What is Kanban (看板)? [Part 1]
This is a common question, since Kanban can have several word uses and meanings in the agile space. The term gets thrown around a lot, making it even more confusing. In order to understand Kanban and where it comes from, let’s start with some basic definitions and the foundations. We start with the basics, because there is often confusion around what kanban is.
Simple definitions of kanban:
- a signboard or billboard in Japanese
- a just-in-time method of inventory control, originally developed in Japanese automobile factories
- a Japanese lean manufacturing system in which the supply of components is regulated through the use of an instruction card sent along the production line
- an agile approach or framework
Kanban, as it’s known today in the agile space, is the application of lean concepts and kanban systems, by people and teams, to optimize the flow of value to your customers. Those interested in diving deeper into can check out A Short History of Kanban to learn more about the core values behind its success.
The four Kanban principles we teach are:
- Visualize the Flow of Work
- Limit Work in Process (WIP)
- Focus on Flow
- Continuously Improve
… On a foundation of Lean Principles and Agile Values and Principles.
Based on these principles, there are many practices to determine priorities, focus, and improve. That is what Kanban is about. Additionally, there are other lists of principles, practices, and ideas out there around Kanban – these are simply the four we use (Read more about them in Kanban Principles for Success). There can be a bit of confusion around if something is a principle or a practice as well. Some Kanban principles out there seem to be more practices AND some may even look at the four principles listed above and say those are practices, not principles. That is okay. The world allows for variation.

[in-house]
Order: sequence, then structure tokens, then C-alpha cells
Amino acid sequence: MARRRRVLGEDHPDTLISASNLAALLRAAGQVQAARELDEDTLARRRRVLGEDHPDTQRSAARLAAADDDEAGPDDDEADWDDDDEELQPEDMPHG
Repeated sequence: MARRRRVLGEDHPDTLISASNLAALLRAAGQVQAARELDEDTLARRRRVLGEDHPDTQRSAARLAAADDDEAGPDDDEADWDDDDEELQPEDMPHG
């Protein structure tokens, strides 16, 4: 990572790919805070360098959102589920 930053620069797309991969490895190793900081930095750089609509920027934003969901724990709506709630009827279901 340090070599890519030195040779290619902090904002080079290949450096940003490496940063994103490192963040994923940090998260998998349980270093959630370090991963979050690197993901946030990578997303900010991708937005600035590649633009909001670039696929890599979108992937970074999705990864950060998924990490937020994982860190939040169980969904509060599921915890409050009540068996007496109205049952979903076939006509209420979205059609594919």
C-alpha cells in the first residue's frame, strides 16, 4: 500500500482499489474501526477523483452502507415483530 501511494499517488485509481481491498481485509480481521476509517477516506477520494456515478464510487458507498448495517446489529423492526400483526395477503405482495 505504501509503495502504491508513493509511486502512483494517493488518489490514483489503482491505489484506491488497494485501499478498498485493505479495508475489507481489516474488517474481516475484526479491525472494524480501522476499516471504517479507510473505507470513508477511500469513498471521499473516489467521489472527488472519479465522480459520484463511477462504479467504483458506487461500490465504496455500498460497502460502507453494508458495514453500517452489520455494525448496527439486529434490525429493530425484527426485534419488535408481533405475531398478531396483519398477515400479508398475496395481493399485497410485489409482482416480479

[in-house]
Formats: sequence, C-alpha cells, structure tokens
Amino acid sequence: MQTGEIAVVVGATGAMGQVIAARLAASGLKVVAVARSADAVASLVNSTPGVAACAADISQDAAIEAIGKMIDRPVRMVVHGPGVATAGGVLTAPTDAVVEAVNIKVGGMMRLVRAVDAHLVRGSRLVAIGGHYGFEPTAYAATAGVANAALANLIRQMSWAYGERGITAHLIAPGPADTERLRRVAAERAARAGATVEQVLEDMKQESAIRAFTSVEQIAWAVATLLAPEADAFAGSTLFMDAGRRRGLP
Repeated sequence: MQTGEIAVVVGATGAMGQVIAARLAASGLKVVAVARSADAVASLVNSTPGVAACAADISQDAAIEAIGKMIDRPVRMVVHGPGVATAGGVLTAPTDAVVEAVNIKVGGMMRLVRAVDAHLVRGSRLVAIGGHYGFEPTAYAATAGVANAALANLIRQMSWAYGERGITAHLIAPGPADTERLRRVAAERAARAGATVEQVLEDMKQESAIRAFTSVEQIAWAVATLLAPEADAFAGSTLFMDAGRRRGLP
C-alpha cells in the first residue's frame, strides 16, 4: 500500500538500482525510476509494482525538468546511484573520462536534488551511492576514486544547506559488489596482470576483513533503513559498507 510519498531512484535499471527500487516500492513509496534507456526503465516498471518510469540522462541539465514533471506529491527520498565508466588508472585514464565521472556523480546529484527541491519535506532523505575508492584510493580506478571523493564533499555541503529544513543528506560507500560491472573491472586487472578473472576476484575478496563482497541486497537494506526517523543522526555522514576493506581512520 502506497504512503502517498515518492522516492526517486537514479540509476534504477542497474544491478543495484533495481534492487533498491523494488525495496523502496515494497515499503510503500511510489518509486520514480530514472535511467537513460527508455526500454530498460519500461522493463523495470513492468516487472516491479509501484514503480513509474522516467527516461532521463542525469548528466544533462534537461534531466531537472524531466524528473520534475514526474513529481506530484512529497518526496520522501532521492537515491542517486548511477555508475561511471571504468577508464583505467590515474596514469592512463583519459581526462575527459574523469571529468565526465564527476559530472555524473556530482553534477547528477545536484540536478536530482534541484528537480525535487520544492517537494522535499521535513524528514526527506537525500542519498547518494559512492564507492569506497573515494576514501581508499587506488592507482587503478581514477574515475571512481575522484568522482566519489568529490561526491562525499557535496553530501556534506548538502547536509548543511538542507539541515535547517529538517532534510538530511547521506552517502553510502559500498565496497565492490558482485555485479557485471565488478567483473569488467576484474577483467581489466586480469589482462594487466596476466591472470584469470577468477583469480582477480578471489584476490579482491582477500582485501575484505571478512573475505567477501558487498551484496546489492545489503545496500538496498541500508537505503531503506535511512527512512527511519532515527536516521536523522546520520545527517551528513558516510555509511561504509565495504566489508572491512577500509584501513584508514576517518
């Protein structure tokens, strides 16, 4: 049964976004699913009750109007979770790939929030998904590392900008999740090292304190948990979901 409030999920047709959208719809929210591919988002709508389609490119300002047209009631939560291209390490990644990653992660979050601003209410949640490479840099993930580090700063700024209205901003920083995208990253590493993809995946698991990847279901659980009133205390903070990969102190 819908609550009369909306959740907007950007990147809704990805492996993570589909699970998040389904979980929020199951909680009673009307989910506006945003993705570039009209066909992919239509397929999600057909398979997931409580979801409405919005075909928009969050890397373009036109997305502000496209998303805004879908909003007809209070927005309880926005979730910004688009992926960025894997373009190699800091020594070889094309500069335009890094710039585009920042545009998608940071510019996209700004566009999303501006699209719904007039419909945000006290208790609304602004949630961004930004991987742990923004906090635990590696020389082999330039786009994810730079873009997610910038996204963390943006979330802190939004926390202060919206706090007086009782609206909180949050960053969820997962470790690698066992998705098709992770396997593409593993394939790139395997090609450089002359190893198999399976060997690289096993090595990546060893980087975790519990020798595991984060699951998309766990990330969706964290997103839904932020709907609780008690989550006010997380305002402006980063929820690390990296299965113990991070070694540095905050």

Kanban does require that management and employees be “all in” to make problems transparent and then to work together to solve them and continuously improve. While people may not be “all in” on day one, if the issues preventing this are not made transparent and investigated, success will be unlikely. Kanban can be harder than Scrum, because Scrum has specific events that are scheduled to get people together to retrospect the last few weeks. Kanban, at it’s core, simply expects that everyone is doing that as issues emerge.
As you might expect and perhaps have experienced, in Scrum or Kanban, people still have to be able to work through challenges and conflict.
“The power behind TPS and Kanban is NOT all the tools and process improvements, it is the focus, by management on people and a culture of continuous improvement. – Adapted from Jeffery Liker, the Toyota Way“
How do these ideas align with how you use kanban (or not)?